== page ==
• Wednesday, July 24, 2024
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When it mattered most: The game changer (4)

Ransom worth N4.18bn among old notes expected back in banks

He further alleged that the herdsmen in question were born and grew up in the south-east and were children of cow dealers, who had lived in the region for decades.

He described the raging insecurity in the country with a Bible reference, Proverbs 29: 2, which says, “When the righteous are in authority, the people rejoice; but when a wicked man rules, the people groan.”

Speaking in a no-holds-barred interview with Arise News Channel, the broadcast arm of ThisDay Newspaper, the head of the Methodist Church in Nigeria, who was released from the den of kidnappers in Umuneochi, Abia State, after three days in captivity, alleged that contrary to earlier belief that Igbo, especially the Indigenous Peoples of Biafra (IPOB), were behind the killings, herdsmen were the masterminds.

He restated his accusation that the Nigerian military was complicit in the raging insecurity in the area by acting as enablers to kidnappers.

The prelate, who was kidnapped and later freed with some officials of the church after the payment of N100 million ransoms, said there was a grand conspiracy against the Nigeria state by some forces. But he expressed profound confidence that God would neutralise such evil designs.

He also lamented the outcome and direction of the presidential primary of the PDP, which he said was a ploy to bar the Igbo from the presidency of the nation.

He maintained that what Nigeria needed urgently was a nationalist and not an ethnic jingoist.
The prelate, who at a point during the interview, shed tears, said the harrowing experience was the, “worst humiliation,” a human could be subjected to.

He said the leader of the eight-member terror group, who spoke fluent Igbo language, claimed to be Fulani from Sudan while two others were from Mali and one from Songhai.

“The leader said they were Fulanis from Sudan, two from Mali and one from Songhai. They said they have lived in Nigeria for many years. The leader said he speaks Umuahia dialect fluently and has played football there. “He said his father was a cow dealer but is dead while he’s now taking care of his siblings and his people.

“It was pure kidnapping. People who cut off people’s heads are not Igbos. They are Fulanis from other countries who grew up in Igbo land. Their mothers used to sell kwose (local beans delicacy). They have integrated into Igbo land,” he said.

He also acknowledged the existence of two groups of IPOB, one of which he said appeared to be a breakaway faction of Nnamdi Kanu’s group.

“We want a united Nigeria. Look at what happened at the party primaries. They don’t want any Igbo man to be president.

“It is something that can be done by negotiation not by killing. I believe in Nigeria, there will be justice, equity and fairness,” he said.

“What we want is a nationalist. If you have somebody, who is interested in particular ethnic groups, we won’t make progress,” he said.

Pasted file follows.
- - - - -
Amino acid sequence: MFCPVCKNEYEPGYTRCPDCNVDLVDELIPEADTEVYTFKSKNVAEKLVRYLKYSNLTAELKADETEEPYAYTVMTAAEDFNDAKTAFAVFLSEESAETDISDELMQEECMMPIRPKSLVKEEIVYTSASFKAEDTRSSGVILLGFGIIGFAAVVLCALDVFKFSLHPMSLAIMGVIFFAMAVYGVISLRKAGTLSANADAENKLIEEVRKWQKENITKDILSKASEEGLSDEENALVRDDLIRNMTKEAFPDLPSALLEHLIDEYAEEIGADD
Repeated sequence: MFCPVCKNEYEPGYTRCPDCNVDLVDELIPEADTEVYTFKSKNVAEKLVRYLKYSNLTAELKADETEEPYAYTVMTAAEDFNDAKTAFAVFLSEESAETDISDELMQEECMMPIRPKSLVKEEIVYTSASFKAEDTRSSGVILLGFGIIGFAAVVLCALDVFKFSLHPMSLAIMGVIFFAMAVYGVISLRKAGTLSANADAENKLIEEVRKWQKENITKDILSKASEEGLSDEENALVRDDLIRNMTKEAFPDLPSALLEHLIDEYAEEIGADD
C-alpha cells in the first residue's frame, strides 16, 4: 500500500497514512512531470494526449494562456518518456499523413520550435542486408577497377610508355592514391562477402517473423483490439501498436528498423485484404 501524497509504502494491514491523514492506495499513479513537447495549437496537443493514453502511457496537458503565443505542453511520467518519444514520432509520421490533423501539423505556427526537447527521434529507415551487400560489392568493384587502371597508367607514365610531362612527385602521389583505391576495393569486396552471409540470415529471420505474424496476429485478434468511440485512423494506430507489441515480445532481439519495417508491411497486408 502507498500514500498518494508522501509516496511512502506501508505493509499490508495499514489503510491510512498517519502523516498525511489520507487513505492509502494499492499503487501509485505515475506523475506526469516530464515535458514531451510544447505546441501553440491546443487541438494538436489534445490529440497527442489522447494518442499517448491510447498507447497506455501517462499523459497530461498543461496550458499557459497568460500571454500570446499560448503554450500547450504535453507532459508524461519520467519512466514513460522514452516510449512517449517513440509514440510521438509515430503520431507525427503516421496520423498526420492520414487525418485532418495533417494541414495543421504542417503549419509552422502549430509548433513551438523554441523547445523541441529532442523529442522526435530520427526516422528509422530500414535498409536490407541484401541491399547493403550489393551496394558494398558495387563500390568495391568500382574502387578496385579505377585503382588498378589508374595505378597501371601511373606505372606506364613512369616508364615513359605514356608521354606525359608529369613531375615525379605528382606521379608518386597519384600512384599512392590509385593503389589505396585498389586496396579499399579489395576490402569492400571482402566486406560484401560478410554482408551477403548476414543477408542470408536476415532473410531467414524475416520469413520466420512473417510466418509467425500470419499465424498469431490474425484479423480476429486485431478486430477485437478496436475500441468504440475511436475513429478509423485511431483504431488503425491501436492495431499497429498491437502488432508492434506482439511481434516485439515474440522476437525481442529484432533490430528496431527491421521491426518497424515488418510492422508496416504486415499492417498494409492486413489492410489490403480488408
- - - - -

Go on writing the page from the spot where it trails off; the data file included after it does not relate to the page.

“The Bible says when the righteous are in authority, the people rejoice but when a wicked man rules, the people groan.

“Do you feel good where you are? There is ASUU strike, insecurity, killings. Whoever is in power, let there be justice, let there be equity”, he said.

He said he was not blaming any government but the individuals in government, who have made equitable distribution of resources difficult.

Read also: Ondo to reward whistleblowers exposing kidnappers

He said his leadership of the Methodist Church ensured equity because “the Kingdom of God is one”.

The head of the Methodist Church in Nigeria said the kidnappers, whose age ranged between 18 and 35, had, shown them a gully full of corpses and beheaded a corpse on the floor and threw the head into the gully of the dead as an example of what would happen to them if they defaulted the ransom payment.

He noted that having lived in the north himself, he was familiar with the knives they wielded. He said the knives were such that they could cut off heads with one strike.

He said the negotiation for his release started from N10 million, adding that the initial offer he made was up to N50 million but the terrorists insisted on N150 million.

The negotiation was finally pegged at N100 million which was raised by church members from different branches while assuring the contributors that the ransom would be repaid by the church.

He said the terror group later came with three motorcycles and a truck which zoomed off with the ransom.

“They took my wedding ring which I bought for $150 and my wristwatch. They just allowed us to walk after we were freed. They left nothing with us. It is the worst form of humiliation”, he said.

On the kidnapping, he said he was rushing back to Owerri to catch a flight after a church programme when the hoodlums opened fire on their vehicle, puncturing the tyres kidnapping him, a bishop and one other official while three others escaped.

Kalu-Uche said the incident happened at 2:45pm last Sunday, thus starting a long trek that lasted for hours, prompting constant threats of beheading from the kidnappers and leading to his hitting his head on a tree, where he bled profusely, soaking his two handkerchiefs, forcing him to apply local leaves to the injury which worsened the pain.

“We walked from 3:30pm to 1am. They threatened to cut off our heads if we refused to walk. The gully was massive.”